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RESEARCH

Working and long-term memory deficits in schizophrenia: Is there a single underlying prefrontal mechanism?

 

This proposal is designed to test the hypothesis that deficits in both working memory and long term memory among patients with schizophrenia represent a single underlying disturbance in prefrontal cortex function. A growing literature suggests that patients with schizophrenia show cognitive deficits in at least two putatively different domains: working memory and long term memory. Further, deficits in working memory have typically been linked to an underlying disturbance in prefrontal cortex function, while deficits in long term memory (i.e., encoding and/or retrieval) have typically been associated with medial temporal/hippocampal deficits. However, among patients with schizophrenia, it is not yet clear that deficits in working memory and long term memory truly represent two distinct sets of cognitive deficits associated with different underlying neurobiological substrates. An alternative, potentially more parsimonious, hypothesis is that both working memory and long term memory deficits in schizophrenia reflect a dysfunction in the same underlying neurobiological mechanism: a disturbance in prefrontal cortex function. The study proposed here is designed to test this hypothesis by using state-of-the-art functional magnetic resonance imaging (fMRI) techniques, including novel event-related methods. Specifically, we will assess the patterns of cortical function and dysfunction associated with the performance of both working memory and long term memory tasks in the same patients with schizophrenia and matched control subjects, during the same scanning session To our knowledge, this will be the first functional neuroimaging study in schizophrenia patients to simultaneously assess multiple cognitive domains, an approach that has the potential to vastly advance our understanding of the precise nature and mechanisms underlying cognitive deficits in schizophrenia. Demonstrating that deficits in both working memory and long term memory (encoding and/or retrieval) stem from a single underlying disturbance in prefrontal cortex function would do much to simplify and clarify the literature on cognitive function in schizophrenia. Thus, success in this work would represent a significant advance in both our theoretical and empirical efforts, and could provide the groundwork for the development of powerful new behavioral, as well as neuroimaging probes of cognitive and neurobiological function in schizophrenia.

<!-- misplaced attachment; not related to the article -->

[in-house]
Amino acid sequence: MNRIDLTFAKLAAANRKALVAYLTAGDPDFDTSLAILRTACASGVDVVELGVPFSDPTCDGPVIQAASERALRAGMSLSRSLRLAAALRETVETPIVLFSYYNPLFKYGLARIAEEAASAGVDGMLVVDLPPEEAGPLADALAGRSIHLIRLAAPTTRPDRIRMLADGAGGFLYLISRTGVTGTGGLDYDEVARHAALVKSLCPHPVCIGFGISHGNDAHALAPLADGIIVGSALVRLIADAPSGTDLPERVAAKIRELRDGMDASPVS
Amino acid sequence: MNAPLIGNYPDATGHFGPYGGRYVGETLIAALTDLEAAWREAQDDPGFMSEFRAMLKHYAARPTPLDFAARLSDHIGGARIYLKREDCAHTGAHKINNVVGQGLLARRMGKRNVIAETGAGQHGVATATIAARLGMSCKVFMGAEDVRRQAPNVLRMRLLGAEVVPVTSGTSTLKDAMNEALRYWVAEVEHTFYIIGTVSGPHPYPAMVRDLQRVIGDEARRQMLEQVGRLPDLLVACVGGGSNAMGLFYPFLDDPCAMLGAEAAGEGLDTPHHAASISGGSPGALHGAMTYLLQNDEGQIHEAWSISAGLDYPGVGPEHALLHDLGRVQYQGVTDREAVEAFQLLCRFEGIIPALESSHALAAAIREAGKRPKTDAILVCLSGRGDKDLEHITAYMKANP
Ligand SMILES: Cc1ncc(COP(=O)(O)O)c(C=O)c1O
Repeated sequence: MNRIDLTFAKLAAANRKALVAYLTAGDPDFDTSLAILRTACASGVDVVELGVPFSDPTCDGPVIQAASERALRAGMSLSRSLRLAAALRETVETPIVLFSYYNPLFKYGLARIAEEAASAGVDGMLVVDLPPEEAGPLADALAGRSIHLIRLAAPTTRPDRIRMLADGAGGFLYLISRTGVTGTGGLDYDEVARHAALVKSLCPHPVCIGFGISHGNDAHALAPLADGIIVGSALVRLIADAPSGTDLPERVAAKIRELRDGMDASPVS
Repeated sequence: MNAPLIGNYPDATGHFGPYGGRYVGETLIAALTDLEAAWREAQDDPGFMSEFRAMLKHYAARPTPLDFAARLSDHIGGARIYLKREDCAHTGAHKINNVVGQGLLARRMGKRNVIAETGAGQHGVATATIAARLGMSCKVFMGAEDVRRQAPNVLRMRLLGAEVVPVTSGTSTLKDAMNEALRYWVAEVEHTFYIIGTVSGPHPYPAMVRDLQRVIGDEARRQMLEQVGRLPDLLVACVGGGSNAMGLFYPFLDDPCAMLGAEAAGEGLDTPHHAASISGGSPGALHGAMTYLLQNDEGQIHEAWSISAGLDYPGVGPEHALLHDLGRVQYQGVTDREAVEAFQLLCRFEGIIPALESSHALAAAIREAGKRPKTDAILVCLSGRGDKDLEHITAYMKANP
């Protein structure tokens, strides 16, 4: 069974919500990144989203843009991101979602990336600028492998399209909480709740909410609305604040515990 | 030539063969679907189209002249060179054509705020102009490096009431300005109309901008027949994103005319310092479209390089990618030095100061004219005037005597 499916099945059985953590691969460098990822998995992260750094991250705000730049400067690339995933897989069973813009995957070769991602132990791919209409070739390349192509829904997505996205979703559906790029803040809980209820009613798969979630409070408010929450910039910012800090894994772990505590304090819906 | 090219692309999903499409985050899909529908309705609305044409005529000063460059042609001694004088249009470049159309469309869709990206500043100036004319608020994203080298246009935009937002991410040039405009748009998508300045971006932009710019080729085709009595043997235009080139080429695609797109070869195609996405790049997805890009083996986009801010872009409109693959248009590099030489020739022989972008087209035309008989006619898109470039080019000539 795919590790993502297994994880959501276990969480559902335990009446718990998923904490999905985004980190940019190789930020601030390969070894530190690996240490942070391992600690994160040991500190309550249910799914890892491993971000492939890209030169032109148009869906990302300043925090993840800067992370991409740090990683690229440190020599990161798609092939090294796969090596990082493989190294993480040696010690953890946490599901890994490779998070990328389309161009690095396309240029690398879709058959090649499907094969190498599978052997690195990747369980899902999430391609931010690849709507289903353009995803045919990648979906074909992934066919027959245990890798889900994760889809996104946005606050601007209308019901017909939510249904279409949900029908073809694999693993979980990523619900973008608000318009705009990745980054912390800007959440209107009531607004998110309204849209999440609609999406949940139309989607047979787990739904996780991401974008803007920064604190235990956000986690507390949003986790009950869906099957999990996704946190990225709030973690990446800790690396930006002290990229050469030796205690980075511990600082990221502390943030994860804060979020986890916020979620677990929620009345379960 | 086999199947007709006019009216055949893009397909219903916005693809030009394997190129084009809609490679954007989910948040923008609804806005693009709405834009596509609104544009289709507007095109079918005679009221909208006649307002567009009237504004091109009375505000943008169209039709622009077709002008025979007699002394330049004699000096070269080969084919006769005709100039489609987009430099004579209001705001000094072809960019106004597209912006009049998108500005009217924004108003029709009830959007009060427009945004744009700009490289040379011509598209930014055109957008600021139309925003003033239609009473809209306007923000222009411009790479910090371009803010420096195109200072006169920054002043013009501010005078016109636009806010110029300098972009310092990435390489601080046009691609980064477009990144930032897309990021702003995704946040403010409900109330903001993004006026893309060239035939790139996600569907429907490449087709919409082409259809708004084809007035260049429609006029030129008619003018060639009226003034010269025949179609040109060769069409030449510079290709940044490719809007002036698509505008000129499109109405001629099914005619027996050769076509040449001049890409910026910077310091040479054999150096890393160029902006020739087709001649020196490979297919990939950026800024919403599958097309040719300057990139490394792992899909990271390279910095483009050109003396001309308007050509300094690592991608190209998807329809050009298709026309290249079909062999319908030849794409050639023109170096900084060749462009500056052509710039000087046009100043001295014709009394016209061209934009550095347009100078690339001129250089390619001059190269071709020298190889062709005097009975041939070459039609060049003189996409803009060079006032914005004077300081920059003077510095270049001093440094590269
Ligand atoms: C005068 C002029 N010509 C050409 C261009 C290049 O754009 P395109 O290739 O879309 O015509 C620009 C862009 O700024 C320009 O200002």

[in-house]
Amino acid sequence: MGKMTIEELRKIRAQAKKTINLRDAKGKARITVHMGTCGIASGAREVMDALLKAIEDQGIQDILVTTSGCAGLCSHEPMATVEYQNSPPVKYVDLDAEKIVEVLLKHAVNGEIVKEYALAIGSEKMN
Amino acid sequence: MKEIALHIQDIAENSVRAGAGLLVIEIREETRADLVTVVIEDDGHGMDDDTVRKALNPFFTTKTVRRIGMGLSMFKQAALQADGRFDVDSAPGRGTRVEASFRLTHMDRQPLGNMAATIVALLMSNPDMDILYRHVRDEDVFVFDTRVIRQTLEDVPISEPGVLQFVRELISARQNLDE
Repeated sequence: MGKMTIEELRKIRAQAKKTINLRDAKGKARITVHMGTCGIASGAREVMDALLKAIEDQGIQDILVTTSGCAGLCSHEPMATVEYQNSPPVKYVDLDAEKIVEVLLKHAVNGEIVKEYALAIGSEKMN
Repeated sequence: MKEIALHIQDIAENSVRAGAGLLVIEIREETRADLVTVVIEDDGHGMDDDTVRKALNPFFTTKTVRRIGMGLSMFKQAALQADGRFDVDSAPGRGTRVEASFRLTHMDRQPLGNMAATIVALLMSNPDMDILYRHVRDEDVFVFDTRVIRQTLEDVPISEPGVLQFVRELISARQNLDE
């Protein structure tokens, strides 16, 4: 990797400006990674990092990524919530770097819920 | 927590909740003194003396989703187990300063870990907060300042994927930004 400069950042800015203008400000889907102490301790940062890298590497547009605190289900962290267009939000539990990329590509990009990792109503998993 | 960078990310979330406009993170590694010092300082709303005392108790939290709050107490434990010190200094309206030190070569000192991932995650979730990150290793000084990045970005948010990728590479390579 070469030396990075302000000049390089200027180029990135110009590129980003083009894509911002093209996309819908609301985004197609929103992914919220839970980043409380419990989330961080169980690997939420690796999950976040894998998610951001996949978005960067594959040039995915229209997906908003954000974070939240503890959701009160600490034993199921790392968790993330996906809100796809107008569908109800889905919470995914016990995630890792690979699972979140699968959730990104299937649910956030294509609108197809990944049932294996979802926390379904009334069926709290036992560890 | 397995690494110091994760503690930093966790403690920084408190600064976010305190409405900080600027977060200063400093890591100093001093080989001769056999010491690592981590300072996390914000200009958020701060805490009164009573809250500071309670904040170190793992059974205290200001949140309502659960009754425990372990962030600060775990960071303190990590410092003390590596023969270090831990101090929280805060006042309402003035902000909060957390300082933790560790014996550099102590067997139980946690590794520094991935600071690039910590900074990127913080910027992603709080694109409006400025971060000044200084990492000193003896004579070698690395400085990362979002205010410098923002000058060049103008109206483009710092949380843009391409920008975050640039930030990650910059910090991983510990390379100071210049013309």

NIH